A Modern Educational Phenomenon

Paul Buri, RSA

Paul Burri, RSA

I suspect that many readers of the Put Old on Hold Journal are seniors with adult (or semi-adult) grandchildren as I am. I find myself being continually amazed and frustrated over the way these young people think and act. I don’t know whether I’m stuck in the past with obsolete ideas or whether these young people “just don’t get it.”

Here’s my story.

I have a 25-year-old granddaughter who graduated a local junior college about a year ago with a two-year degree. She has just recently enrolled in a real four-year college. Her goal is to get a Masters’ degree in criminology. More on that later.

My wife and I took her to lunch a few months before she graduated from her junior college. I asked her what she was studying and she said that one of her classes was Criminal Psychology. I’m always interested in learning new things so I asked her what was the name of the textbook she was using. She blithely answered, “Oh we don’t use a text book. The teacher gives us a list of the questions and answers that will be on the next test and we study those.”

A few months later we attended her graduation and were handed a graduation program that listed the graduates’ names among other things. Next to her name were several asterisks and when I looked them up in the front of the program, I was informed that they indicated that she was 1) an honors student and 2) had a straight-A average.

Really?

So now she is attending a real college continuing to pursue her goal of getting a Masters’ degree in Criminology. A few months after she started, she visited us for a weekend and I started a conversation with her. I asked her if she enjoyed criminology and to tell me what she liked about it. She replied that, no, she didn’t enjoy criminology and didn’t enjoy any of her classes related to it. When I asked why she didn’t change her major to something that she was interested in – (mentioning that it wouldn’t be very enjoyable having a degree in that subject and then having to work in that field). She answered that it would be too expensive and take too much time to switch majors now. She went on to say that her goal is to continue on to get a Masters degree (in Criminology). She added that she wanted the Masters degree because that pays more than a Bachelors degree.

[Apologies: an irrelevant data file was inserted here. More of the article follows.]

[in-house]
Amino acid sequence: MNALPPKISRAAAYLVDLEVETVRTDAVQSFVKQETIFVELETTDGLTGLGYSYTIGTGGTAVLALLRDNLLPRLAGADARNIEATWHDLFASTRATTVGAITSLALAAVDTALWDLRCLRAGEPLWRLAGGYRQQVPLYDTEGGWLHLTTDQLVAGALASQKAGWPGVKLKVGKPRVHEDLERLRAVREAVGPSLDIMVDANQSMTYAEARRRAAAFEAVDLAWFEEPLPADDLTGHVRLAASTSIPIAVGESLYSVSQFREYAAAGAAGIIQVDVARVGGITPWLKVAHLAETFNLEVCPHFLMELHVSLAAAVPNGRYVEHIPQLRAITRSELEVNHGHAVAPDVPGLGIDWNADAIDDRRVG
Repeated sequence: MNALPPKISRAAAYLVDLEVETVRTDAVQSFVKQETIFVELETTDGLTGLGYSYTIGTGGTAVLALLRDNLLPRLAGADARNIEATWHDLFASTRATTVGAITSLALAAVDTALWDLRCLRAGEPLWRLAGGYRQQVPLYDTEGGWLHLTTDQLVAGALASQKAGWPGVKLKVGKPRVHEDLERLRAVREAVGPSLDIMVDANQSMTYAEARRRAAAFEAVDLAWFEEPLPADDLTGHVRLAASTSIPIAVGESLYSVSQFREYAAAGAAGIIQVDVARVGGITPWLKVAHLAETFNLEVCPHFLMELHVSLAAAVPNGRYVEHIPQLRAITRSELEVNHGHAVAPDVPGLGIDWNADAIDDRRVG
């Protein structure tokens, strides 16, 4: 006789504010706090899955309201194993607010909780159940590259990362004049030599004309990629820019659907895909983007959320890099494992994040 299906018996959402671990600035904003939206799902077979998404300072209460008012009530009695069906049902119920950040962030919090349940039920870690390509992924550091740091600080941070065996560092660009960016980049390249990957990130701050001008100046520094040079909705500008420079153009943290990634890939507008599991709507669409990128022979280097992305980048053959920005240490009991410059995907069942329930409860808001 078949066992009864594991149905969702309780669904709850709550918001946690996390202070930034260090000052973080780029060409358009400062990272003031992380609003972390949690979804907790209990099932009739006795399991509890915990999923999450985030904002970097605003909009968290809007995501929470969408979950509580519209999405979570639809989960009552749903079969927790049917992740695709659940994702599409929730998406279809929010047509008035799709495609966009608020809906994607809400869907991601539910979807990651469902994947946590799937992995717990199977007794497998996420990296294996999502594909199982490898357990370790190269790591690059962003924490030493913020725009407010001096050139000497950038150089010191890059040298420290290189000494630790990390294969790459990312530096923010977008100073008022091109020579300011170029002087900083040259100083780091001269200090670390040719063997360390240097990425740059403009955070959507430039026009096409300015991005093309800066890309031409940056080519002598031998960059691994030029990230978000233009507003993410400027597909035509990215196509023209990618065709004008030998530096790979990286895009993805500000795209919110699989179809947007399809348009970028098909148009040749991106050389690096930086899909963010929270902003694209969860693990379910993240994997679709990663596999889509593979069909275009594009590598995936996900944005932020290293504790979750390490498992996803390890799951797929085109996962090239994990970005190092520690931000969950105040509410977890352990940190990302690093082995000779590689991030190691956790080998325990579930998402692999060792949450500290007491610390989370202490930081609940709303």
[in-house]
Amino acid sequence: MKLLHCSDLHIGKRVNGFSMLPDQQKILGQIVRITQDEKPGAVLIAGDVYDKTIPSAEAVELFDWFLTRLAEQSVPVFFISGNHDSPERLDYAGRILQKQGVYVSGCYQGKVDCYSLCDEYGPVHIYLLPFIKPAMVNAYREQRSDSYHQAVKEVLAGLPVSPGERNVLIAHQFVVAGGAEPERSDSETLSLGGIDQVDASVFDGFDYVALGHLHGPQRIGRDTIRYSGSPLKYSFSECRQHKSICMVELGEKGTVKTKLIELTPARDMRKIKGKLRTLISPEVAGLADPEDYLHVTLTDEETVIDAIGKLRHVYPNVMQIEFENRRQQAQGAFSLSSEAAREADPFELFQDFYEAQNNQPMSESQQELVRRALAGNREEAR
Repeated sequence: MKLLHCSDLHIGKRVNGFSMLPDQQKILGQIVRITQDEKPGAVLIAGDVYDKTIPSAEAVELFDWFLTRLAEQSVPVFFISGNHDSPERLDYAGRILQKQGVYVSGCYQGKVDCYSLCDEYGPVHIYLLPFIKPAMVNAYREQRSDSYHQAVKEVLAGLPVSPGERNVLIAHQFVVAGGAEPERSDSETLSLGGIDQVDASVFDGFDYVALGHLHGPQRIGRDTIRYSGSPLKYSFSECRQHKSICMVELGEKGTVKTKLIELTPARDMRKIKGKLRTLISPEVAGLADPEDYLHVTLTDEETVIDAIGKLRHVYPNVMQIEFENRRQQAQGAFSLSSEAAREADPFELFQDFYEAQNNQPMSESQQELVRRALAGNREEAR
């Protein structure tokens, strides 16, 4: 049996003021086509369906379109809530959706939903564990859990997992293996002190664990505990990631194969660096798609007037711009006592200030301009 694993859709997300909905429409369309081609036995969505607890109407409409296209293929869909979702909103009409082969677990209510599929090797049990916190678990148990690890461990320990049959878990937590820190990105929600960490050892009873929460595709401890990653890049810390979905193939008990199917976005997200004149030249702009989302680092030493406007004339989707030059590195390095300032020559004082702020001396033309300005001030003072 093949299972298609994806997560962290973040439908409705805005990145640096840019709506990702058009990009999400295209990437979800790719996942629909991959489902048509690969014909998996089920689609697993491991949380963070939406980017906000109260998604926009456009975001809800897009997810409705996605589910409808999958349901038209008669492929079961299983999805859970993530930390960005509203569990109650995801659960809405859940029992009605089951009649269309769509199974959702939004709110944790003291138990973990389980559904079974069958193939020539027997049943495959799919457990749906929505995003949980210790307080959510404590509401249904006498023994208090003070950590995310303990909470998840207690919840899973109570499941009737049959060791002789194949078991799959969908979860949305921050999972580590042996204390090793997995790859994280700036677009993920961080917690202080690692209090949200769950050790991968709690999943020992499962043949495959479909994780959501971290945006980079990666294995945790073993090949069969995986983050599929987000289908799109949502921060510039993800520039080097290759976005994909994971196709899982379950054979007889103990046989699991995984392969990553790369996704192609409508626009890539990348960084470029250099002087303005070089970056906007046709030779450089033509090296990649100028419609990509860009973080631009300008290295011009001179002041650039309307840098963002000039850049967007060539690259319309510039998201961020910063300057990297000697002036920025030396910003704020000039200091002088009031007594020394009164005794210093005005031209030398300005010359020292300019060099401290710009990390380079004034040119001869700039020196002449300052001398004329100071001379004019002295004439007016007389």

It is clear to me that my granddaughter thinks that owning a Masters degree is what pays you “the big bucks.” She seems to have no comprehension of the idea that an employee is paid for what they know and how their work benefits the company they are working for. So apparently in her mind, she will get a Masters degree in Criminal Psychology and then go to work for some company that will pay her a great salary to do work that she enjoys in some other field than what she was educated in.

Am I missing something here?

© Copyright Paul Burri June 2017

Paul Burri, is a retired inventor & entrepreneur, writer, columnist, life-long woodworker, photographer and general know-it-all. He may be reached at pburri@west.net

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